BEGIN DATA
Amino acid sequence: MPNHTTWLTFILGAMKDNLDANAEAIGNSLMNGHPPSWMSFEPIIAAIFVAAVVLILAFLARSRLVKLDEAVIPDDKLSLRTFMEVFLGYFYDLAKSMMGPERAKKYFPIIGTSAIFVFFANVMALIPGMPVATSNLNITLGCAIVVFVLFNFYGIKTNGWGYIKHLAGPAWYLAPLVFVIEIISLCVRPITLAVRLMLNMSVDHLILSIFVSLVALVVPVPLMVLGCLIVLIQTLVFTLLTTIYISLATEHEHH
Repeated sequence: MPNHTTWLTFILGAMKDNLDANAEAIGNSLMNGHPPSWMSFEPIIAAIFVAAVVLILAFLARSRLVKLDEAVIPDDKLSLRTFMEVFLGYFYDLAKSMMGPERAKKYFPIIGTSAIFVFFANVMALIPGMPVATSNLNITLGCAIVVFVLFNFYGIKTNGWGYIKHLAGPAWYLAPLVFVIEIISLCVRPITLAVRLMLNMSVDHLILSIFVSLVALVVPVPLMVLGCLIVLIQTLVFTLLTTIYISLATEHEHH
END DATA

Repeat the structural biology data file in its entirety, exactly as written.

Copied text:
Amino acid sequence: MPNHTTWLTFILGAMKDNLDANAEAIGNSLMNGHPPSWMSFEPIIAAIFVAAVVLILAFLARSRLVKLDEAVIPDDKLSLRTFMEVFLGYFYDLAKSMMGPERAKKYFPIIGTSAIFVFFANVMALIPGMPVATSNLNITLGCAIVVFVLFNFYGIKTNGWGYIKHLAGPAWYLAPLVFVIEIISLCVRPITLAVRLMLNMSVDHLILSIFVSLVALVVPVPLMVLGCLIVLIQTLVFTLLTTIYISLATEHEHH
Repeated sequence: MPNHTTWLTFILGAMKDNLDANAEAIGNSLMNGHPPSWMSFEPIIAAIFVAAVVLILAFLARSRLVKLDEAVIPDDKLSLRTFMEVFLGYFYDLAKSMMGPERAKKYFPIIGTSAIFVFFANVMALIPGMPVATSNLNITLGCAIVVFVLFNFYGIKTNGWGYIKHLAGPAWYLAPLVFVIEIISLCVRPITLAVRLMLNMSVDHLILSIFVSLVALVVPVPLMVLGCLIVLIQTLVFTLLTTIYISLATEHEHH